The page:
te@cher Toolkit talks to WCT about #SupplyTeaching

The UK’s most followed teacher on Twitter talks to World Class Teachers 

I had the pleasure of talking with Ross McGill from the infamous @TeacherToolkit about all things Supply Teaching. With a following of 102, 081 (at last check) Ross McGill is fast becoming a leading authority on teaching. However, despite the vast reach of his ‘followers’ it was clear that Ross has remained true to his roots. As a deputy headteacher with one of the most prolific teaching blogs online, Ross remains a committed and passionate educator who uses his profile to share what he’s learnt and impart knowledge to those looking to add to their voice to the world of education.

Sitting in the park with his son, Ross was happy to share his insights into supply teaching so long as I was happy to work within a ‘four year olds schedule’. Agreed.

What is the number one piece of advice you would offer to Supply Teachers in the UK?

Shop around; find an agency that suits you and will place you in the schools that are right for you. Engaging in an agency is very much a two-way street. Try 2-3 different schools first and find what works for you.

What attributes/characteristics do you think are the most important for Supply Teachers to develop?

Resilience and the ability to think on your feet.

Be prepared to adapt your teaching style to suit different schools and overcome challenges that Supply Teaching involves. Find out what works best for you and what school suits your needs.

I’ve done some Cover Supervisor work myself and have, at times, been met with resistance from the students. What tips do you have for asserting leadership when you don’t have the opportunity to develop a rapport with the children?

Engagement; tell a story, share an interesting experience. A story can allow you to relate to the students on a personal level and peak their levels of interest so they’re more inclined to learn. Save some of the details so that the children have to earn the story; a kind of ‘verbal reward’.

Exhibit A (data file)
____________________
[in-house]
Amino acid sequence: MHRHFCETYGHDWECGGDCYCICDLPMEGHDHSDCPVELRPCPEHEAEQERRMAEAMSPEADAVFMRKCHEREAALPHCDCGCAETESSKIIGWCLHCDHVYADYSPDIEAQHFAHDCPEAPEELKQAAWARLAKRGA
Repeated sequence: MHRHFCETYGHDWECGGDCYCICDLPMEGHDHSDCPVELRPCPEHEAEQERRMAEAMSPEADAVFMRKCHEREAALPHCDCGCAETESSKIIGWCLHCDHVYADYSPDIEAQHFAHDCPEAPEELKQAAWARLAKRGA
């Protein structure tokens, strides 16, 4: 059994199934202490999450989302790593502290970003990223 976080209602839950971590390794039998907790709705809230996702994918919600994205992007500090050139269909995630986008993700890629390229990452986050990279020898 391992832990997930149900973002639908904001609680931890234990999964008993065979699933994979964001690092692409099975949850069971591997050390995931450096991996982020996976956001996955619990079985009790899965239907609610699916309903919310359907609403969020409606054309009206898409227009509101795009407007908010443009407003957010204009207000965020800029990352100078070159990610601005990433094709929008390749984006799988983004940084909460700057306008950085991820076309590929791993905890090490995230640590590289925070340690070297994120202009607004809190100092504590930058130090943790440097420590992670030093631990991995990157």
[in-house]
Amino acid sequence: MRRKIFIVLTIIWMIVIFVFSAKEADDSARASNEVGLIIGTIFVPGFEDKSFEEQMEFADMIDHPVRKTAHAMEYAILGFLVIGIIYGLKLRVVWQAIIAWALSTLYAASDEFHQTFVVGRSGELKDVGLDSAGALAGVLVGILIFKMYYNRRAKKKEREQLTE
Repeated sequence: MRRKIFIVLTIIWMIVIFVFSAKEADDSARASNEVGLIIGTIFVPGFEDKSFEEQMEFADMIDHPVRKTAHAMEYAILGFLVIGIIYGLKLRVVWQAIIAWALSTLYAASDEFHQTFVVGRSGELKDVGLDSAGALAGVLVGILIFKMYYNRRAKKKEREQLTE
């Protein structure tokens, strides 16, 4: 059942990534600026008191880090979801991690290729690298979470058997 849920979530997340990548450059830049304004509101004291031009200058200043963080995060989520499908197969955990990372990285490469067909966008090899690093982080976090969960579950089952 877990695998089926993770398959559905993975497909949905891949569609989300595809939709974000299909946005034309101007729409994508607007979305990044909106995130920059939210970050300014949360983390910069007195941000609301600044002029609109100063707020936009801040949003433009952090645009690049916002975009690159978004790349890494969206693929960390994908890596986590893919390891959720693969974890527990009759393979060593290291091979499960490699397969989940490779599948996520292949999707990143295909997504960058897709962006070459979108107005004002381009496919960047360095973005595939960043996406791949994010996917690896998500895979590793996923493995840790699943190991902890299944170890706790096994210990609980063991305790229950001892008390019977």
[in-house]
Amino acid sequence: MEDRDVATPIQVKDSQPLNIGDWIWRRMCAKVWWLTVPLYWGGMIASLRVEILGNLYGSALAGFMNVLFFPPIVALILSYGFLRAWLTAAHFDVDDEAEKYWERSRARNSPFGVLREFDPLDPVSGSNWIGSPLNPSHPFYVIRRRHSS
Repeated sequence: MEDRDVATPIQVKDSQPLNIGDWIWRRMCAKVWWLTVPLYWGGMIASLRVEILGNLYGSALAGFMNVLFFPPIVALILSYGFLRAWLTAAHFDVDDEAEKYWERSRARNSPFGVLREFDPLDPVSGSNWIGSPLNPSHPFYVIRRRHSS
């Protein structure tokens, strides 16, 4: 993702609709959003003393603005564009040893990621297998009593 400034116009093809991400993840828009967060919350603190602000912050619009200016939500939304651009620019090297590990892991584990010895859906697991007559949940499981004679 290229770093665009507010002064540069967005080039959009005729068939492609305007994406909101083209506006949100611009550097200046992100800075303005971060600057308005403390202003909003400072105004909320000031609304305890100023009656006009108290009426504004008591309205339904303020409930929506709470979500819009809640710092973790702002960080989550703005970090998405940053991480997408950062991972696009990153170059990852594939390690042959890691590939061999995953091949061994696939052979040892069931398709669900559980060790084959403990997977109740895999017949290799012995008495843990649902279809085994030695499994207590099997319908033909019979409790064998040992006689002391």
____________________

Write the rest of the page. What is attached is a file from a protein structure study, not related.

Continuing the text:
A large part of Supply Teaching/ Cover Supervising is classroom management. From your experience, what would you say the most effective types of discipline are?

Walking into a classroom of kids you don’t know, it is certainly not the time to rest on your laurels. Stay on your feet and find ways to engage, find quick-wins  – notice an interesting pencil case or comment on their work. Use anything to start a conversation; use the language of the school (their reward system/ discipline measures) and remain focused. Scout for names on the front covers of books and use them! Kids are always impressed when you know their name without asking and it may deter them from switching seats or playing games when you call the register …

Keep dialogue simple and direct and remain on task. For some more tips on how to impart direct instruction visit Ross’s blog on MINT; Materials, In/Out Of Seats, Noise Level, Time. – hyperlink – 

 Due to the nature of supply, there are times when a teacher enters a classroom where the regular class teacher has not had time to set work or leave a lesson plan. What advice do you have for teachers that would encourage the best chance for a high quality of teaching and learning?

As a supply teacher it is essential that you have a bank of core resources that you can use across each year group. Hands on activities are often very engaging and will encourage student participation. Disguise quizzes and give students the opportunity to work toward a reward – a bag of sweets can sometimes work wonders.

Check out Ross’ 5 minute lesson plans for more information. 

If you could alter one aspect of the ‘supply’ industry, what would it be?

I think the most important aspect is to develop a relationship whereby schools and agencies work together to ensure the best outcome for the students. It’s about trust and knowing that the person on the other end of the phone will find the best person for the job.

On that note I think it is fair to say that a lot of Ross McGill’s work, and perhaps the heart of @TeacherToolkit is about making the most of the resources available to us;  provoking thought and innovation to ensure, ultimately, that it’s the kids come out on top.

Ross is the author of ‘100 Ideas for Secondary Teachers: Outstanding Lessons’ , he is currently writing his second book due for release soon. 

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